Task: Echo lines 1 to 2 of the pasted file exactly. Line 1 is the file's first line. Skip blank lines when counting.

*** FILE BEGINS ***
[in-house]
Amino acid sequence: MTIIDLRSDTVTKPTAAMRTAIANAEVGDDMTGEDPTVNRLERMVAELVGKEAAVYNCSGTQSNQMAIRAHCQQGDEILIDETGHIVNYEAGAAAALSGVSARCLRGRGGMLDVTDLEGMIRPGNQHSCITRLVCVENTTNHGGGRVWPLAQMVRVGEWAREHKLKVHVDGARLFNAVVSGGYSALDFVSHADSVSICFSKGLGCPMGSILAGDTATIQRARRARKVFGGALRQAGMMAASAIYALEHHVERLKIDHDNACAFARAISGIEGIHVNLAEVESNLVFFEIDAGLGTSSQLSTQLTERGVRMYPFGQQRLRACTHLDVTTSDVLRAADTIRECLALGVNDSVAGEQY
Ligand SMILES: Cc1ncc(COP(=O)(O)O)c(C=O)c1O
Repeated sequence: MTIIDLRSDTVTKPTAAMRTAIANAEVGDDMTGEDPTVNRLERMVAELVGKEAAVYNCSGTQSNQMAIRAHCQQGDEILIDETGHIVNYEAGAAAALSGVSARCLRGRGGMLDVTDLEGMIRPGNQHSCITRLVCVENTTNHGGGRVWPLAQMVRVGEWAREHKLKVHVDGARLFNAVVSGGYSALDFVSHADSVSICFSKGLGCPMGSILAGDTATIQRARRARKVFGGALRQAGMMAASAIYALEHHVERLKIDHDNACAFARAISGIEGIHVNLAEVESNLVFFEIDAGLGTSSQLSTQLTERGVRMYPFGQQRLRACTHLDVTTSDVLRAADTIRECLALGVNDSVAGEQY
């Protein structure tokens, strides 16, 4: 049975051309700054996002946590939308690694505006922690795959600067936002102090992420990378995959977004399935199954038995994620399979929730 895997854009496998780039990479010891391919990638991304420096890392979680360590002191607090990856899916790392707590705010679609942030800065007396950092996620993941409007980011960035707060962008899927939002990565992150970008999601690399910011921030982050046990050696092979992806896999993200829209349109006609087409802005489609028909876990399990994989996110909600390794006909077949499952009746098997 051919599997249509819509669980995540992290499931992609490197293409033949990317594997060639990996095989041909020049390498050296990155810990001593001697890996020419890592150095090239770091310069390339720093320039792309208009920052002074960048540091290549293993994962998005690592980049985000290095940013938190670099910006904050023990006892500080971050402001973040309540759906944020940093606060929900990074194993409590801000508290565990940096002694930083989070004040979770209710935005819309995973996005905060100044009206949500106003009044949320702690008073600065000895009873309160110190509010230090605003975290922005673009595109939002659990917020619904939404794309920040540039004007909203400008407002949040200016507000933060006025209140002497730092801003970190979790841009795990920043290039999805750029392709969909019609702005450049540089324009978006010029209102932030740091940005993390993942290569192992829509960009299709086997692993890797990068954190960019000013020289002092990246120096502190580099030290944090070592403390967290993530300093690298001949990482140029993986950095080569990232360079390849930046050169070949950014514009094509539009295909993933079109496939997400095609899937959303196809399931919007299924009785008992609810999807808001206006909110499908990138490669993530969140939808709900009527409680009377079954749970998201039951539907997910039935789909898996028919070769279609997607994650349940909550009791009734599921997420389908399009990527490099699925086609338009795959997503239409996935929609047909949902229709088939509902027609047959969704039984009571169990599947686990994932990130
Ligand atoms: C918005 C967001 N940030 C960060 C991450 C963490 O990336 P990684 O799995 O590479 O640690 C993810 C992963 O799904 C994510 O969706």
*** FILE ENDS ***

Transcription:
[in-house]
Amino acid sequence: MTIIDLRSDTVTKPTAAMRTAIANAEVGDDMTGEDPTVNRLERMVAELVGKEAAVYNCSGTQSNQMAIRAHCQQGDEILIDETGHIVNYEAGAAAALSGVSARCLRGRGGMLDVTDLEGMIRPGNQHSCITRLVCVENTTNHGGGRVWPLAQMVRVGEWAREHKLKVHVDGARLFNAVVSGGYSALDFVSHADSVSICFSKGLGCPMGSILAGDTATIQRARRARKVFGGALRQAGMMAASAIYALEHHVERLKIDHDNACAFARAISGIEGIHVNLAEVESNLVFFEIDAGLGTSSQLSTQLTERGVRMYPFGQQRLRACTHLDVTTSDVLRAADTIRECLALGVNDSVAGEQY